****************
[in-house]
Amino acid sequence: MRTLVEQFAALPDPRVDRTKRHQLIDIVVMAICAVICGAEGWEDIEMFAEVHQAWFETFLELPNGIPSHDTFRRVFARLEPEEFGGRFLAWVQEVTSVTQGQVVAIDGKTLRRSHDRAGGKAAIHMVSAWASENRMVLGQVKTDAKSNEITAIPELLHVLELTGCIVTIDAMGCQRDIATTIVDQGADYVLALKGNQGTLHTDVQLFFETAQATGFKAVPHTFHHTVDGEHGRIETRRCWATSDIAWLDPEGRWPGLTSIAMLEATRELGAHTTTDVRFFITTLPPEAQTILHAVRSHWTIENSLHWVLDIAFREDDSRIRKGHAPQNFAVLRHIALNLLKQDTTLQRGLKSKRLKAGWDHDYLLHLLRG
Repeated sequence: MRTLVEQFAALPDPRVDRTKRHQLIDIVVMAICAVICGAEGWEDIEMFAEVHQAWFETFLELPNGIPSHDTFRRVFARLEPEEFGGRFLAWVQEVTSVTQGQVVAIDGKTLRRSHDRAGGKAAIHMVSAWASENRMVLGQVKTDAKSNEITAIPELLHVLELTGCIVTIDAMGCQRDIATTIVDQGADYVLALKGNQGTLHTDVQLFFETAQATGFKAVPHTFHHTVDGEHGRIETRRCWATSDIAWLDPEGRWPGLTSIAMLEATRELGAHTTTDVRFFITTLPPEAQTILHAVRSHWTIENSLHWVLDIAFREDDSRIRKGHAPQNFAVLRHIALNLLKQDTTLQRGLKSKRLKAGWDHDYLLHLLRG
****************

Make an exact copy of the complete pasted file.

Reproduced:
[in-house]
Amino acid sequence: MRTLVEQFAALPDPRVDRTKRHQLIDIVVMAICAVICGAEGWEDIEMFAEVHQAWFETFLELPNGIPSHDTFRRVFARLEPEEFGGRFLAWVQEVTSVTQGQVVAIDGKTLRRSHDRAGGKAAIHMVSAWASENRMVLGQVKTDAKSNEITAIPELLHVLELTGCIVTIDAMGCQRDIATTIVDQGADYVLALKGNQGTLHTDVQLFFETAQATGFKAVPHTFHHTVDGEHGRIETRRCWATSDIAWLDPEGRWPGLTSIAMLEATRELGAHTTTDVRFFITTLPPEAQTILHAVRSHWTIENSLHWVLDIAFREDDSRIRKGHAPQNFAVLRHIALNLLKQDTTLQRGLKSKRLKAGWDHDYLLHLLRG
Repeated sequence: MRTLVEQFAALPDPRVDRTKRHQLIDIVVMAICAVICGAEGWEDIEMFAEVHQAWFETFLELPNGIPSHDTFRRVFARLEPEEFGGRFLAWVQEVTSVTQGQVVAIDGKTLRRSHDRAGGKAAIHMVSAWASENRMVLGQVKTDAKSNEITAIPELLHVLELTGCIVTIDAMGCQRDIATTIVDQGADYVLALKGNQGTLHTDVQLFFETAQATGFKAVPHTFHHTVDGEHGRIETRRCWATSDIAWLDPEGRWPGLTSIAMLEATRELGAHTTTDVRFFITTLPPEAQTILHAVRSHWTIENSLHWVLDIAFREDDSRIRKGHAPQNFAVLRHIALNLLKQDTTLQRGLKSKRLKAGWDHDYLLHLLRG